The Brandery, an incubator founded in 2010 in Cincinnati is uniquely different from most of the incubator’s across the country. A blanket description of what an incubator does for startups wouldn’t justify what co-founder; Rob McDonald, Dave Knox and JB Kropp have put together at 1411 Vine Street in Cincinnati’s Over-The-Rhine neighborhood (Voted Cincinnati’s best neighborhood in 2011 and 2012)
First off The Brandery is in what appears to be a traditional older storefront in a building dating back to the 1860’s. The building the Brandery is in as well as the surrounding buildings typically housed a storefront on the bottom floor and then residential units above. In the case of the Brandery, the first floor has been converted to bull pen style desk space where each of the 11 startups in this session can collaborate, bounce ideas off of each other and inspire each other through competition.
The second floor houses a group classroom like area and the third floor is what Brandery GM Mike Bott says they’re informally calling the “alumni penthouse”.
We got the chance to have an in-depth interview with Bott and McDonald who are very proud of what they’ve built so far. While the Brandery runs a familiar model, which most of the Global Accelerator Network accelerators utilize, there are things about the Brandery which are inherently different, that make it a special place to grow a business.
First off the Brandery is a non-profit organization. Yes the companies selected for the program give up six percent equity for a $20,000 seed investment. However, that investment is coming from the Brandery, and not the founders, or investors. In other words, as Bott confirmed, when Brandery alumni start to make big exits, the money goes back to the Brandery directly to run the program and invest in more worthwile startups.
Next, the Brandery keeps the class size small. This year there are only 11 companies. Companies move in at the start of the session. They have three months of vigorous boot camp style work, training, seminars and business education, but after Demo Day they don’t move out, in fact they are encouraged to stay around where they still get the benefits of the mentors who show up to the Brandery for basketball, beer pong and the latest new and interesting lecture.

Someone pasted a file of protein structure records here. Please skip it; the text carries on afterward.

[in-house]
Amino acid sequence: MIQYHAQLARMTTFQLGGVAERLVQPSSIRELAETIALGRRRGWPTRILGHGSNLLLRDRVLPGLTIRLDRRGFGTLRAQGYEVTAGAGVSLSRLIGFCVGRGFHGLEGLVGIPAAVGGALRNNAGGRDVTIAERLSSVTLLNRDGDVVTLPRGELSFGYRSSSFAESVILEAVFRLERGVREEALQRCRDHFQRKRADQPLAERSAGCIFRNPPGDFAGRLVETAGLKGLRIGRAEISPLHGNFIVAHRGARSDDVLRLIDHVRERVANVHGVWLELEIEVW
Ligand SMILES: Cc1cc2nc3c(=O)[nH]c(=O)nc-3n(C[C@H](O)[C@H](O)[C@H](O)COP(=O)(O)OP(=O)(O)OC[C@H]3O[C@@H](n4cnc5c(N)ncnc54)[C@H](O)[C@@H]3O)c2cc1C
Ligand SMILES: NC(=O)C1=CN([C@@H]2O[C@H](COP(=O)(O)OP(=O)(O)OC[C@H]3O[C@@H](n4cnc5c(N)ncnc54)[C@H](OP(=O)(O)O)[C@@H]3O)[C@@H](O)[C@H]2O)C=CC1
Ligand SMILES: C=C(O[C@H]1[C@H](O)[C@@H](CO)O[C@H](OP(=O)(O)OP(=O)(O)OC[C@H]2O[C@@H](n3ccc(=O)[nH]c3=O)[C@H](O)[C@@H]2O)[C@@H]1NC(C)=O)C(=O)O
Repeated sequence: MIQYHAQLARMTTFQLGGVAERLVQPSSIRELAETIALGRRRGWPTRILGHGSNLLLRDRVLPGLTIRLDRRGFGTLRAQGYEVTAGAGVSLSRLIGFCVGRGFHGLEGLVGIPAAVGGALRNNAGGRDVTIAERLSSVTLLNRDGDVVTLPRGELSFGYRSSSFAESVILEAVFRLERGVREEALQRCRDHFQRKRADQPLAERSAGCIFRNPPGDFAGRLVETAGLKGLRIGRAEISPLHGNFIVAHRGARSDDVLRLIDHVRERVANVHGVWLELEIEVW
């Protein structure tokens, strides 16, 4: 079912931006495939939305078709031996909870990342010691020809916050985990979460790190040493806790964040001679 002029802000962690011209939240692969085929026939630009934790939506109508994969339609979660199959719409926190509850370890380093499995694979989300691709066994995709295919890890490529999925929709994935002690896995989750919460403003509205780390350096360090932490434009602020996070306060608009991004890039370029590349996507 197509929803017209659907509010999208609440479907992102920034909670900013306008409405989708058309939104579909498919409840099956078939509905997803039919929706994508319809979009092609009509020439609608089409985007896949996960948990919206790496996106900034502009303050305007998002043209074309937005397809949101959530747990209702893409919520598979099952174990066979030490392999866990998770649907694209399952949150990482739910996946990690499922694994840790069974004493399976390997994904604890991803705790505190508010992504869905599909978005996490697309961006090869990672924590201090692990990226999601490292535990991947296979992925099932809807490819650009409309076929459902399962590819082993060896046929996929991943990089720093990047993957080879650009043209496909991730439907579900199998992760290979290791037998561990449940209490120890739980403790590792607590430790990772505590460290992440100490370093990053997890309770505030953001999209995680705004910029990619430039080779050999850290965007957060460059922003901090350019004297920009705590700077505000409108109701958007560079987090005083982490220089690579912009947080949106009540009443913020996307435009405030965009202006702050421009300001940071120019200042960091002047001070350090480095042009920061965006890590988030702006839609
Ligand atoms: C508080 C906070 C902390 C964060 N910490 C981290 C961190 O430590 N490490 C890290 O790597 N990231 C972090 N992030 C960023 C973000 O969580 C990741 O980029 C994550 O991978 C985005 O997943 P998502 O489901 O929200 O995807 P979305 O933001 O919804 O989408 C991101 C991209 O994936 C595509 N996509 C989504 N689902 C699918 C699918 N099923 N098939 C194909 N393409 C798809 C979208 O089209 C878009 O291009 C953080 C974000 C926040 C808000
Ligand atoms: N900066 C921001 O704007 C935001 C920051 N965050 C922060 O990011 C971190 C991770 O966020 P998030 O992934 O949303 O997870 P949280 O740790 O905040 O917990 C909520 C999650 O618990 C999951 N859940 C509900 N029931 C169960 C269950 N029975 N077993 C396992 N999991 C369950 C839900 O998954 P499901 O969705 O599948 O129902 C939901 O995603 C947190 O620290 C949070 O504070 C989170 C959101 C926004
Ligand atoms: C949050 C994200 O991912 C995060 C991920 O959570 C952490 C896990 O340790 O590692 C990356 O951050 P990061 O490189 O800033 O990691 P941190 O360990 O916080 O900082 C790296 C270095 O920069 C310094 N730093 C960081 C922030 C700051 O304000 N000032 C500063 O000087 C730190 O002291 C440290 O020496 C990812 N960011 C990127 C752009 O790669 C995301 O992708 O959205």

Even after the first year, alumni companies can pay very minimal rent and move up to the alumni penthouse.
The Brandery companies are also encouraged to play a big role in the Cincinnati entrepreneur and startup community. For instance, just after arriving in Cincinnati this year, all of the Brandery companies participated in the BunBerry TechBurry Pitch Wars, which 2012 Brandery company Crowd Hall actually won. But what’s great about that event was that all three Brandery classes were represented there.
Also at Startup Weekend Cincinnati all of the Brandery companies have been given a free pass to help Startup Weekend teams, and were even encouraged to pitch. In fact, CrowdHall’s Austin Hackett pitched one of the ideas that’s being built this weekend. While there was a lot of banter on Impulcity about Hackett and his Startup Weekend venture, he assured us that his team is 100% committed to Crowd Hall and we’re working on that all weekend too. Even Brandery co-founder Rob McDonald was an official mentor for Startup Weekend as well.
The involvement with the community works both ways though as Bott explained later on. For instance 11 different local advertising agencies in Cincinnati have donated time to work with each of the Brandery companies. There are also a lot of area mentors who work closely with each Brandery company.
Check out our indepth video interview with Rob McDonald and Mike Bott here:
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